The tendency to lay responsibility on others for one’s failures is comforting because it keeps one from having to self-assess and challenge groupthink. Figuratively and literally, one can just block people one disagrees with and continue the virtuous pursuit of one’s strategies. And it’s not just liberals who do this. The topic of this polemic requires us to beat up on the liberals right now, but socialists and other radicals can fall into this fallacy just as badly and when we do this we deserve to be beat up for it too.

The other piece of it is that the higher up echelons of American liberalism are genuinely opposed to the goals of the Left, despite hemming and hawing to the contrary come election time. That’s why it was cynical when Hillary Clinton said she was a pragmatic progressive as though in her heart of heart’s she wanted the same agenda as Bernie Sanders but thought her agenda was more likely to win. She likely genuinely believes that her agenda is more of a winning one than Bernie’s. But the fact that there’s a common myth that Bernie and his primary voters somehow cost Hillary the election, despite Bernie’s efforts for Hillary in the general, indicates that third party-bashing is just a subset of left-punching generally.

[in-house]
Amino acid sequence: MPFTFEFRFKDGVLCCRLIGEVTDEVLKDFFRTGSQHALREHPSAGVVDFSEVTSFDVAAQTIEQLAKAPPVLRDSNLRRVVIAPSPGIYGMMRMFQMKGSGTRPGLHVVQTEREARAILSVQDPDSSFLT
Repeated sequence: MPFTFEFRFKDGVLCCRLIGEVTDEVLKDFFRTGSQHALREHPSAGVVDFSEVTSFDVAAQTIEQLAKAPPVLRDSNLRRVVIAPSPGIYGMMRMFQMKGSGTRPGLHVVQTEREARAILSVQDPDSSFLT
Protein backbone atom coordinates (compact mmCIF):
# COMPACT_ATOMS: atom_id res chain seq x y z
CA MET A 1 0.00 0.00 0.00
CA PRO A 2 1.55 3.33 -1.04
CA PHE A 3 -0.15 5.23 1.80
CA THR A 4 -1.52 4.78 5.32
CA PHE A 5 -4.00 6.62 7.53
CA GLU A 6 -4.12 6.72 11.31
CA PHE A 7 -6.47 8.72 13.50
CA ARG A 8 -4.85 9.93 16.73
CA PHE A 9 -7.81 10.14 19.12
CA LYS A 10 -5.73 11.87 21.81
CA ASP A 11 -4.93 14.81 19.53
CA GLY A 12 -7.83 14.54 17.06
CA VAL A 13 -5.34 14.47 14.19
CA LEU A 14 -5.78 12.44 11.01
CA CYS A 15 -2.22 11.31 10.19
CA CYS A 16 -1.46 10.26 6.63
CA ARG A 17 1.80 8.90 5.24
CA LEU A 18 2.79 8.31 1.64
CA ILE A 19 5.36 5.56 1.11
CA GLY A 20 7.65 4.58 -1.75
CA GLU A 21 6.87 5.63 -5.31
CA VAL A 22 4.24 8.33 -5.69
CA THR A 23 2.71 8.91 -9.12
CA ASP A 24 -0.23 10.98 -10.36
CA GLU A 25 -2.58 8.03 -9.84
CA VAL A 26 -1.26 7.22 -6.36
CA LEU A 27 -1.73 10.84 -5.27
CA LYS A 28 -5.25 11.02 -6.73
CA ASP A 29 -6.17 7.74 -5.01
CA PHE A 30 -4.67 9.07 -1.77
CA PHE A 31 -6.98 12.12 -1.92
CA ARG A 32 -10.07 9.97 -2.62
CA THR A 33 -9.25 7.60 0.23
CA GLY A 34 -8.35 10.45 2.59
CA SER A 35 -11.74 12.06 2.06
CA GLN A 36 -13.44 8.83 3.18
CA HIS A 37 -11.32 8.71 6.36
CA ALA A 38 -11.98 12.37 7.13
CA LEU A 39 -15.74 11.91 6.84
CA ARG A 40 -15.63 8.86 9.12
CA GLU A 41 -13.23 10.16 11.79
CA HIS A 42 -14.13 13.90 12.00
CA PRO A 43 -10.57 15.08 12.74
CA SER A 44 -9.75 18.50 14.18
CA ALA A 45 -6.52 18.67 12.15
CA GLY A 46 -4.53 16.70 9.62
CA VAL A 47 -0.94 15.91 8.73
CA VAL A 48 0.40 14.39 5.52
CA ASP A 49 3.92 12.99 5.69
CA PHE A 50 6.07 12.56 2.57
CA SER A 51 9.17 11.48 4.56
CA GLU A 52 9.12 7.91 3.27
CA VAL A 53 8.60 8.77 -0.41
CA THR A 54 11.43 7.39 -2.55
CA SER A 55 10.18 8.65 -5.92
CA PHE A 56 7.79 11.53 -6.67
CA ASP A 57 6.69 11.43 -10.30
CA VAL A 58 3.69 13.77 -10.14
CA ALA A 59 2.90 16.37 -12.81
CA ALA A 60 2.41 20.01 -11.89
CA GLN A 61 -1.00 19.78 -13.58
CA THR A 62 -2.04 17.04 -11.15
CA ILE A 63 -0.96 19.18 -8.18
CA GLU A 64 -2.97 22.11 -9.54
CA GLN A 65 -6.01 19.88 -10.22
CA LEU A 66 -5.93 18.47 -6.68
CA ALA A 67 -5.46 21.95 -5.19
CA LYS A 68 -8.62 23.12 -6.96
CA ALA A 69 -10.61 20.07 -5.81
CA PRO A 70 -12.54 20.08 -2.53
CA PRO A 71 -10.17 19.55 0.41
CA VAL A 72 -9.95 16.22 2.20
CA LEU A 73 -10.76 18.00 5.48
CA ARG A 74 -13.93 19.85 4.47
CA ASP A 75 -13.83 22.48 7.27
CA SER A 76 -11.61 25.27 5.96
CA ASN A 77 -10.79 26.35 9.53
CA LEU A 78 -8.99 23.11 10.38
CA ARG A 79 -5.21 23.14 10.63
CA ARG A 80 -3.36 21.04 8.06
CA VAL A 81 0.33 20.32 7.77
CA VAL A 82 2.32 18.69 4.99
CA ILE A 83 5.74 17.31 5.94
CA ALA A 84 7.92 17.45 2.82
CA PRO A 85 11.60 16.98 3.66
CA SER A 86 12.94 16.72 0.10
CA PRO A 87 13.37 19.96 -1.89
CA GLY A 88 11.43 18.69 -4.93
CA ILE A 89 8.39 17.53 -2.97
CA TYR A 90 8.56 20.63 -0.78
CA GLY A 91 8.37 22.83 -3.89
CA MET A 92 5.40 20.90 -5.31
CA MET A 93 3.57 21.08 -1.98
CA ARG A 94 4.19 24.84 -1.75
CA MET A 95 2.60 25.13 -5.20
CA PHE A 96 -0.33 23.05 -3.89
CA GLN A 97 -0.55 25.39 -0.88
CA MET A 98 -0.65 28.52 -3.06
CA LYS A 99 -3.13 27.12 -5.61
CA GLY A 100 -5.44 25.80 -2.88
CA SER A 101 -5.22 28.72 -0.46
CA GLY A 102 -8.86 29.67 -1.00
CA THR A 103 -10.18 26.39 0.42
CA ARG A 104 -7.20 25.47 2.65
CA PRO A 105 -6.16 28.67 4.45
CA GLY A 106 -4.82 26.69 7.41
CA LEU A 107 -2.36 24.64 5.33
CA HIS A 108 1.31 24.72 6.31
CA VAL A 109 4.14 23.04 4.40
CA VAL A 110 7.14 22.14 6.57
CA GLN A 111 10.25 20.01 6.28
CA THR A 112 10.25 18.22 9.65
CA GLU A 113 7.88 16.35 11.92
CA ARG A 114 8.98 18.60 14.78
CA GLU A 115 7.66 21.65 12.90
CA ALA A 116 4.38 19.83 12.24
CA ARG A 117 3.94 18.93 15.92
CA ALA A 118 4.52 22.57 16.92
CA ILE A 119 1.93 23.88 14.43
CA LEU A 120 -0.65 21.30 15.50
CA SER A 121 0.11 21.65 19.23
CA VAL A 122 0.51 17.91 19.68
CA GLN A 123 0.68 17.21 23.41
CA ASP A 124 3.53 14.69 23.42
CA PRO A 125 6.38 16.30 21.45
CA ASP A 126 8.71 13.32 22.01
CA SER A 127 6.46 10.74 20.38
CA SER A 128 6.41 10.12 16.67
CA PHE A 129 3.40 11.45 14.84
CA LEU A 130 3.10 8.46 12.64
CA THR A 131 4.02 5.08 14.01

Nancy Pelosi’s famous line that “We’re capitalists. That’s just the way it is,” is a lot more honest and telling response to rising socialism in the Democratic party coalition than trying to locate political differences in degrees of pragmatism. They don’t like us when we’re in their party being ‘responsible’ lefties either.

To recap: it is privileged act to vote third party. But it’s also a privileged act to vote for the Democrats (or the Republicans for that matter). The fact that voting is a privileged act doesn’t tell us whether it’s any good or not. And the opposition to third parties is a subset of opposition to the Left. Ideology demands lines of argument to defend itself and so the ideologists come up with truthy sounding things (Black people can’t afford to vote third party) or anecdotal evidence (I talked to a poor person who was a loyal Democrat) but ultimately their opposition is more ideological than evidence-based. 

Rather than trying to decipher what kind of voting is the most privileged and therefore the most sinful, we’re better off assessing whether the tactic of voting and the sometimes-elevated-to-the-level-of-strategy tactic of running in elections fit into a coherent socialist strategy that has a potential to win.